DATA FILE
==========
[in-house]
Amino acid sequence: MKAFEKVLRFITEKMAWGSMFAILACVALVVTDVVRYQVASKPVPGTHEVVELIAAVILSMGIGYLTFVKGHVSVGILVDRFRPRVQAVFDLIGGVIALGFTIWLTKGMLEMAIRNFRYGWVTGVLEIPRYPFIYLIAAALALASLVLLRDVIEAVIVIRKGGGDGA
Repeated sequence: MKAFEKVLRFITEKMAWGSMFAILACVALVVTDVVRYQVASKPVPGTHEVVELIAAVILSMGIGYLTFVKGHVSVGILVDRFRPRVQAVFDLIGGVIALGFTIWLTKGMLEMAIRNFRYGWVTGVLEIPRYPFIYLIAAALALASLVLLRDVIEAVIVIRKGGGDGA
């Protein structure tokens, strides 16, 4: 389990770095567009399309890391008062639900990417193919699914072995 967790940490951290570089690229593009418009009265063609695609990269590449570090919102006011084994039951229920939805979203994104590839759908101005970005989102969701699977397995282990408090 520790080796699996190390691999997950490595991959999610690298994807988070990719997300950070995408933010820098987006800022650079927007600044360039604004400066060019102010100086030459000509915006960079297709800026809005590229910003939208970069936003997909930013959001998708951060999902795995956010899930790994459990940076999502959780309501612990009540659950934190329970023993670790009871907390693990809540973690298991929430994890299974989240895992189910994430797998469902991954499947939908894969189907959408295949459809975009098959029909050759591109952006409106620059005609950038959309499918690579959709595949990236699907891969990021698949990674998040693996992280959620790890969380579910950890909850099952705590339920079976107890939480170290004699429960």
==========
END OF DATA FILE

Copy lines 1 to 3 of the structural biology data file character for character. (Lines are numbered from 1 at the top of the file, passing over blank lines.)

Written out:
[in-house]
Amino acid sequence: MKAFEKVLRFITEKMAWGSMFAILACVALVVTDVVRYQVASKPVPGTHEVVELIAAVILSMGIGYLTFVKGHVSVGILVDRFRPRVQAVFDLIGGVIALGFTIWLTKGMLEMAIRNFRYGWVTGVLEIPRYPFIYLIAAALALASLVLLRDVIEAVIVIRKGGGDGA
Repeated sequence: MKAFEKVLRFITEKMAWGSMFAILACVALVVTDVVRYQVASKPVPGTHEVVELIAAVILSMGIGYLTFVKGHVSVGILVDRFRPRVQAVFDLIGGVIALGFTIWLTKGMLEMAIRNFRYGWVTGVLEIPRYPFIYLIAAALALASLVLLRDVIEAVIVIRKGGGDGA